Airspace limitations – required equipment and pilot actions: All pilots seem to be weak on airspace – and this even includes proficient IFR fliers for whom most airspace disappears! The confusion is especially obvious decoding Class E and G airspace boundaries and limitations.  Just yesterday, I had a PPL applicant claim a magenta airport with a dotted magenta dashed line around it was a “Class Delta (towered?)” airport – nope! The magenta dashed line is where controlled (Echo) airspace extends down to the surface, and the higher viz of 3 sm is required with additional separation from clouds. Most pilots do not understand this provides a safety margin for IFR inbound traffic. A “surface Echo” is often an indication that the non-towered field has lots of IFR flights or an ILS approach. (Interestingly, the FAA has not kept up with LPV approaches to the surface by protecting the airspace in a similar fashion). If a Delta airport goes IFR, can we fly VFR in the surrounding Class E surface area (much larger than the Delta)? It is not uncommon for pilot applicants with over 100 hours at their home field to not even know what airspace they are flying in during all their flight training.

System knowledge and required instruments: What instruments are required to be installed and work for legal VFR flight? Many applicants happily quote the “A TOMATO FLAMES” acronym but then cannot remember or apply this rote formula to  real conditions! When asked what the three required flight instruments for VFR flight are (91.205) very few applicants can come up with the altimeter, airspeed and compass. Many will insist an attitude indicator is required for day (or night) VFR or that a leaking and inoperative compass is not a problem for their flight. My advice to my students to build a lasting and useful mental model is to “visualize the most simple plane like a J-3 or Champ” and think of what is in this plane. I call those very few required instruments the “sacred seven.” Just add required instruments and indicators as the plane becomes more complex.

Inoperative equipment: If something is broken in the plane, can we legally fly (91.213)? IF it is legal is it “safe” and does it meet the requirements of a specific “kind of operation.” What actions are necessary to make this plane legal to fly? The FAA guidance is that every airworthy plane has to meet the requirements of the original type certificate data sheet (TCDS) – as new. If *anything* is inoperative, the plane is immediately unairworthy until a pilot analysis is made to determine if the inop. equip. is legally necessary and/or essential for safety.  Can a pilot “properly alter” the plane so it is legal for flight (91.213)? Is a mechanic required? Is a maintenance sign-off necessary? e.g. every pilot (and most CFIs) will tell you if your ELT is inoperative (scenario: the ELT antenna has snapped off) the plane has to be grounded (check 91.207 carefully…)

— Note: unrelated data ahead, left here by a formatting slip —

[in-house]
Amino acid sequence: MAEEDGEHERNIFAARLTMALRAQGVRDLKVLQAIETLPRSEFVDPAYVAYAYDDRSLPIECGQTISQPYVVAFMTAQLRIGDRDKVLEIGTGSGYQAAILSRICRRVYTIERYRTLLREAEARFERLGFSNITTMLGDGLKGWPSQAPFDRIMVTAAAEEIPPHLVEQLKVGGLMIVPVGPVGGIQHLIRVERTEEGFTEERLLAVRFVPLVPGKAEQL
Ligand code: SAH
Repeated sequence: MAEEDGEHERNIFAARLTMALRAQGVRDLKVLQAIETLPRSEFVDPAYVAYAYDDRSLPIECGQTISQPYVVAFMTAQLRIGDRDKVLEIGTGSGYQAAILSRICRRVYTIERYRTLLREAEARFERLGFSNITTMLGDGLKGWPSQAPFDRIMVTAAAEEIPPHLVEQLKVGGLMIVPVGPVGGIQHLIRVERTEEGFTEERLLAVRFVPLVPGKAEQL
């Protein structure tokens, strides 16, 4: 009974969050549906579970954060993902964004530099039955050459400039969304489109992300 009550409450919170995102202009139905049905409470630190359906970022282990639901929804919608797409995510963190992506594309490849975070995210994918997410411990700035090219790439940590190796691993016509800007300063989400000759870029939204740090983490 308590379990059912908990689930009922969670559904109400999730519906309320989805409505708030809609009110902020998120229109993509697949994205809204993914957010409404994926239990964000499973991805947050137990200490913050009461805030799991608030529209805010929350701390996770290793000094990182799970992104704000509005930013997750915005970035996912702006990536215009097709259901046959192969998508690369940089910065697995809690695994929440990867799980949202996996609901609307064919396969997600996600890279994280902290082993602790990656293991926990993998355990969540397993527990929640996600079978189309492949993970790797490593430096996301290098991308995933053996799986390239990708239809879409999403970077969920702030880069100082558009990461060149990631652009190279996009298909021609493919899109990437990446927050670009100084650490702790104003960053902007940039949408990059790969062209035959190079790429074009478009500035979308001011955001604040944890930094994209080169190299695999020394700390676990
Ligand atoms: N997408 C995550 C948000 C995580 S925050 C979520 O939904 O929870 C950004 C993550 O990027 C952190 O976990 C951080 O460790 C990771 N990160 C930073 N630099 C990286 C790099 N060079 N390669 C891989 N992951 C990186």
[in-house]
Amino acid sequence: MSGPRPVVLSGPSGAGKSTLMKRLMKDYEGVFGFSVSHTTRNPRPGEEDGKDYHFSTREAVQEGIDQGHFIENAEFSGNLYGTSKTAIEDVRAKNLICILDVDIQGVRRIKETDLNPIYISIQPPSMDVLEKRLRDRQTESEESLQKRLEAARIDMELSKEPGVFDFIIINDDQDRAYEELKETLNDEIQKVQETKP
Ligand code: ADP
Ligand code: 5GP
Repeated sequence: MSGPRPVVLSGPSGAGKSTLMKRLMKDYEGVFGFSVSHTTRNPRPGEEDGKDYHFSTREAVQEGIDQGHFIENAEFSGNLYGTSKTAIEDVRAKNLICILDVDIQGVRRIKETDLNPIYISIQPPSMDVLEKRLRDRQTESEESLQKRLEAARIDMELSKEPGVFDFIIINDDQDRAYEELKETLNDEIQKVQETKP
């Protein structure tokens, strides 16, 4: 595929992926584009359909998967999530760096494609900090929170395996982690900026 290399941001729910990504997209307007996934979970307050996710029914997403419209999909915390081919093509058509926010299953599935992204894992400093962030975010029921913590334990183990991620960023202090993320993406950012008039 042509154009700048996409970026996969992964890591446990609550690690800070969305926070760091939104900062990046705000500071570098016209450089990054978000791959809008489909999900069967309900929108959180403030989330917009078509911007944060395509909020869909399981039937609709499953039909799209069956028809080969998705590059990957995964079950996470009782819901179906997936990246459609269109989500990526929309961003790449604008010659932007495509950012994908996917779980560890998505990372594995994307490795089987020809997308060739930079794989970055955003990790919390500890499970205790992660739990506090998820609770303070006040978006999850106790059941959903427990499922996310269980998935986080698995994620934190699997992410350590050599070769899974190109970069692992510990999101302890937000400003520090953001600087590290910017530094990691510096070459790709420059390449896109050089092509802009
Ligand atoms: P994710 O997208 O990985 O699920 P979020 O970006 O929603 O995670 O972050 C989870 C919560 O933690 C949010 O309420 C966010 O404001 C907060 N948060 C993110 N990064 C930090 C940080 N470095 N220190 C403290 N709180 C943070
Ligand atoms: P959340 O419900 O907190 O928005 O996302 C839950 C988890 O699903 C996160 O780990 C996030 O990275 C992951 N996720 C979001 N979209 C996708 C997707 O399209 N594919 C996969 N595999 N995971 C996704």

Failure to calculate the required data: Despite pre-test discussion and recommendations, few pilots effectively analyze the weather or calculate their performance (W&B, take-off landing distances). It is not uncommon for a pilot to not have a taxi diagram or even know the length of their home field runway where they have done hundreds of take-offs and landings.  91.103  – “all available information” is often criticized as too broad, but also names specific calculated data on the five primary causal factors of fatal accidents: “the killers.” How long is the runway and what is the aircraft performance today? Do I have enough fuel and is the weather checked and satisfactory (see personal minimums above)? Have I investigated and planned alternates and looked at delays (NOTAMS)?

Human Factors: I am feeling headachy and nauseous in flight, what is the probable cause and pilot action? WIll O2 provide immediate improvement?  When does a pilot need o2? Does everyone get hypoxic at 12,500 after 30 minutes? A growing number of pilots involved in fatal accidents have illegal drugs in their bloodstream (28%) My passenger is suddenly looking excessively nervous – pasty white and incoherent. What might they be suffering from?

Preventative Maintenance: There is a common joke that one of the most dangerous hazards in aviation is an airplane owner with a toolbox. What can a pilot legally accomplish as “preventative maintenance” and how do we do this? Can a pilot replace a wing nav bulb? Are logbook entries required? Is a maintenance manual (or previous training) required?